Thousands of protesters took to the streets of Bangladesh on Monday to protest after a massive fire at a garment factory in Dhaka trapped and killed at least 120 workers on Saturday. The factory fire, Bangladesh's worst ever, was followed just two days later by another blaze in a different factory, injuring 10 people. Bangladesh's garment industry is among the world's biggest exporters of clothing — second only to China — and according to ABC News, many of the workers who died in Saturday's fire were working overtime to make clothes for major American retailers like Walmart and Target. Here, what you should know:
What do we know about these factories?
The Tazreen Fashions factory, where Saturday's deadly blaze killed more than 100 people, opened in 2010 and employed roughly 1,500 workers who made T-shirts, polo shirts, and fleece jackets. The factory had sales of $35 million a year. It exported clothes to the U.S. and Europe and manufactured for a Hong Kong-based trading company called Li & Fung, which buys clothes for big retailers like Target and Walmart.
What caused these fires?
We don't know for sure, though the local fire department reportedly suspects electrical problems or sparks from a cigarette. Both fires started in areas where large amounts of fabric and yarn were kept. The larger of the two blazes started on the ground floor of the Tazreen factory and spread quickly, trapping workers on the higher floors of the nine-story building.
Why were so many people killed?
A lack of fire escapes, mostly. There were no exterior fire escapes in the Tazreen factory, and many people died of smoke inhalation, while others died jumping from windows.
Are American industries at all responsible?
Since 2006, more than 500 Bangladeshi workers have died in factory fires, reports The New York Times. Factories like these make clothes for brands like Tesco, Walmart, JC Penney, and H&M. While the fires certainly weren't directly caused by any of these brands, many human rights groups argue that American companies shouldn't do business with factories that employ workers in such dangerous conditions and for such little pay. "These brands have known for years that many of the factories they choose to work with are death traps," says Ineke Zeldenrust, the international coordinator for the Clean Clothes Campaign. "Their failure to take action amounts to criminal negligence."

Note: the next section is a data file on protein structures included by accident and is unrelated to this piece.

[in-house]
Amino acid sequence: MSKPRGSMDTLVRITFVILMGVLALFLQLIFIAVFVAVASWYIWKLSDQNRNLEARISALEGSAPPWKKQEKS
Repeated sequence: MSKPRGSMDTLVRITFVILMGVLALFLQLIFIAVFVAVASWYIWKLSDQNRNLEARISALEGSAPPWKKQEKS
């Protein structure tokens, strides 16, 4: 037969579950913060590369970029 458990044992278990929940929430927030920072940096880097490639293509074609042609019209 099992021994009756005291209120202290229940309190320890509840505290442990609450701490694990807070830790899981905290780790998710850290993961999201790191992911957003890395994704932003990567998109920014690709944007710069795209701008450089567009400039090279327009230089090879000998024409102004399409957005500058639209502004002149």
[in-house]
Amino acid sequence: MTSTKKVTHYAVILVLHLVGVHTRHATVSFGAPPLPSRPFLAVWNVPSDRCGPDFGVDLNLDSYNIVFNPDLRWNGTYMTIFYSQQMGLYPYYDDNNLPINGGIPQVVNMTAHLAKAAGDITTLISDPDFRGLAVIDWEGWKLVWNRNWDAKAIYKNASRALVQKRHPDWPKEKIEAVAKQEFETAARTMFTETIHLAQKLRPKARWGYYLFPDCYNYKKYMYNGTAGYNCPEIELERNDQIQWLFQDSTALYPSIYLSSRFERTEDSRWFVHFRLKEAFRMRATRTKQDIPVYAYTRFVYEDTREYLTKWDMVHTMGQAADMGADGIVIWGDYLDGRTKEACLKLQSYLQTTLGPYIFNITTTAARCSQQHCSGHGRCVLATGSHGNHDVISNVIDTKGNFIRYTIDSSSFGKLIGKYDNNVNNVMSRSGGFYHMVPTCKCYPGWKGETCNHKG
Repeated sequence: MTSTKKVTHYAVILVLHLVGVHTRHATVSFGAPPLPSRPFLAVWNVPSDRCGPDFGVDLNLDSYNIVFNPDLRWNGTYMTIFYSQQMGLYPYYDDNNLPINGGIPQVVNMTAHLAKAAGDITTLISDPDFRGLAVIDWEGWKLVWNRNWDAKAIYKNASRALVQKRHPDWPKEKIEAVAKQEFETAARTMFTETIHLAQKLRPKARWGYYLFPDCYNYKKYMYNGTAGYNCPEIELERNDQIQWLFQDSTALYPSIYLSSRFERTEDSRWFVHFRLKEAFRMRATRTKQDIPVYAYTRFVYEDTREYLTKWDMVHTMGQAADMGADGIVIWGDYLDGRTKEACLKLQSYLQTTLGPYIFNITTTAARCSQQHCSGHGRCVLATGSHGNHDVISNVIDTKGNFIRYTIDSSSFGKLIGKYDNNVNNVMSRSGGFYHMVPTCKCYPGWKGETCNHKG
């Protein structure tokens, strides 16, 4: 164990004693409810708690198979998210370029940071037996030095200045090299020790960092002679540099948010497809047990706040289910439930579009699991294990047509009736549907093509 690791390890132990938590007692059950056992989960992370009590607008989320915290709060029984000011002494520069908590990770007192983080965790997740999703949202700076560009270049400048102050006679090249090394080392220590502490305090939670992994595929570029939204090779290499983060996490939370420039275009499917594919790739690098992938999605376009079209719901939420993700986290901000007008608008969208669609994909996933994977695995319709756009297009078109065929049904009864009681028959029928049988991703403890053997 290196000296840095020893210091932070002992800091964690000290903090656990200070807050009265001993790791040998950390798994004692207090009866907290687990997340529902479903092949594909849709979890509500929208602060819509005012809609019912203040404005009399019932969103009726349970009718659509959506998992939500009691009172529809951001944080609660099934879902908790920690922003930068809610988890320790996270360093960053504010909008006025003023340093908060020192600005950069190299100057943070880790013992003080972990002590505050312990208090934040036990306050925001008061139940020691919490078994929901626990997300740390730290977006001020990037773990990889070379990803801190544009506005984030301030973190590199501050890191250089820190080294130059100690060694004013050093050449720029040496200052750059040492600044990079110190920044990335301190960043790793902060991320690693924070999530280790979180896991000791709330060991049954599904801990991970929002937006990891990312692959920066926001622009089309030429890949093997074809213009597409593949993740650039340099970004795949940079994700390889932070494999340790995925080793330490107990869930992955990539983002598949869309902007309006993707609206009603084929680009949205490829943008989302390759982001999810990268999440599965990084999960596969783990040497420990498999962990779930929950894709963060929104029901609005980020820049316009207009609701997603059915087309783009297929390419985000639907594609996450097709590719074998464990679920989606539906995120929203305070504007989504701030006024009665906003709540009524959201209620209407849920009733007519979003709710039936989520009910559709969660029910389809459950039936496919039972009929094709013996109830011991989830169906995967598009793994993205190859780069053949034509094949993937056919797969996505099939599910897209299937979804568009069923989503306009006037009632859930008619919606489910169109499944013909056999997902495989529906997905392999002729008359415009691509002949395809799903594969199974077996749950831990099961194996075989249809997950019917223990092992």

What do the U.S. companies say?
Many have been silent, according to ABC. But Walmart, for its part, issued a statement: "Our thoughts are with the families of the victims of this tragedy. ... [F]ire safety is a critically important area of Walmart's factory audit program and we have been working across the apparel industry to improve fire safety education and training in Bangladesh." Walmart actually flagged the Tazreen factory in May 2011 as being at "high risk" for unsafe conditions — and reportedly stopped working with many Bangledeshi factories over such risks — but has yet to confirm whether the Tazreen facility is still one of the U.S. mega-company's suppliers.
THE WEEK'S AUDIOPHILE PODCASTS: LISTEN SMARTER
- 43 TV shows to watch in 2014
- Obama just kneecapped Jeb Bush and Chris Christie's 2016 prospects
- It's official: The religious right is calling it quits
- 10 classic Sesame Street moments we wouldn't show today's kids
- How science is accelerating our search for alien life
- How to be the most productive person in your office — and still get home by 5:30 p.m.
- Why insects are the future of food
- The dangerously childish morality of liberal ObamaCare supporters
- The real story behind Deliver Us From Evil
Subscribe to the Week